Advocates of the legislation say it’s a crucial step towards ensuring that students who pursue CTE are receiving access to quality programs. Many argue that because pursuit of CTE is unfairly labeled as a second-tier choice compared to the pursuit of a four-year degree, millions of U.S. students are being denied access to quality CTE options.
“Unfortunately, there is often an unnecessary prejudice attached to career and technical education. It’s frequently referred to as the ‘other’ track, with the incorrect implication that it’s the path individuals take if they won’t be able to handle the rigors of a four-year college,” says Rep. Virginia Foxx (R-N.C.) in a post for The Hill.
“In reality, students who pursue CTE complete a diverse curriculum where they learn important life skills such as problem-solving, research, time management and critical thinking. They are more engaged, perform better and graduate at higher rates than their university-bound counterparts. We should be celebrating those achievements and studying how we can translate them across the board,” she says.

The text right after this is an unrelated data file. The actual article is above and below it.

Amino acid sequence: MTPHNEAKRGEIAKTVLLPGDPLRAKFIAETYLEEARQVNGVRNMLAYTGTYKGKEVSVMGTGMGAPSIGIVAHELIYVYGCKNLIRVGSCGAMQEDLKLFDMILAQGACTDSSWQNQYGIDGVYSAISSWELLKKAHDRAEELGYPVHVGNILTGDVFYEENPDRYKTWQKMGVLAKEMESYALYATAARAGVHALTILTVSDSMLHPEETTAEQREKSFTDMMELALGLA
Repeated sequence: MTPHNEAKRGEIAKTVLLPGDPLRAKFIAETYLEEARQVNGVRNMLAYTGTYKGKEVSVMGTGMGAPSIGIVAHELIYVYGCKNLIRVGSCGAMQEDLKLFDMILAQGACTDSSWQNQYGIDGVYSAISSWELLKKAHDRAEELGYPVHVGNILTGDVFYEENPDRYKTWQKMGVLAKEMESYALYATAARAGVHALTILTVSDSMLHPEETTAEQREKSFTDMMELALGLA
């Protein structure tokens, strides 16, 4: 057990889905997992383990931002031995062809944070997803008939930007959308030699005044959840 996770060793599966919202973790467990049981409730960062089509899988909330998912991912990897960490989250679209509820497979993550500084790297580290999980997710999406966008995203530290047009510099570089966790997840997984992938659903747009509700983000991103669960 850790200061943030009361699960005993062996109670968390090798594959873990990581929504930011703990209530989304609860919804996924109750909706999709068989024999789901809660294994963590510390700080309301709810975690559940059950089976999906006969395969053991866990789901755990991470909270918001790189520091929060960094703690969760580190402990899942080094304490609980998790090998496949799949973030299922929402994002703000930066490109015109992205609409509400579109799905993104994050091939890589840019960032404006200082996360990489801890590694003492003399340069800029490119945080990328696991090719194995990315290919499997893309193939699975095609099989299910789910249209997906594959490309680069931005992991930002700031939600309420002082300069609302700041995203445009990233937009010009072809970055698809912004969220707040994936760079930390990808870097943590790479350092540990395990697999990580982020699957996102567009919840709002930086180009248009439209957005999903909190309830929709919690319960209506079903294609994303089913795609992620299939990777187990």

Foxx’s statement is supported by recent studies. In April, a report commissioned by the Thomas B. Fordham Institute studied student data from Arkansas and found that students who are exposed to career and technical education are more likely to both graduate, pursue higher education and be employed.
Arkansas is considered to be a forward-thinking state when it comes to CTE; new requirements have led to 89 percent of the state’s high school students being enrolled in at least one CTE course.
According to the Seventy-Four, the education community is almost unanimously behind the new CTE legislation that is expected to pass today.
“It has the support of career and technical ed advocates, the country’s largest teachers union, superintendents, school boards, and scores of business groups, including the Chamber of Commerce,” the Seventy-Four said.
In other words, the Strengthening Career and Technical Education for the 21st Century Act is expected to pass with no problem, meaning CTE is expected to get a 21st-century update that many say has been a long time coming.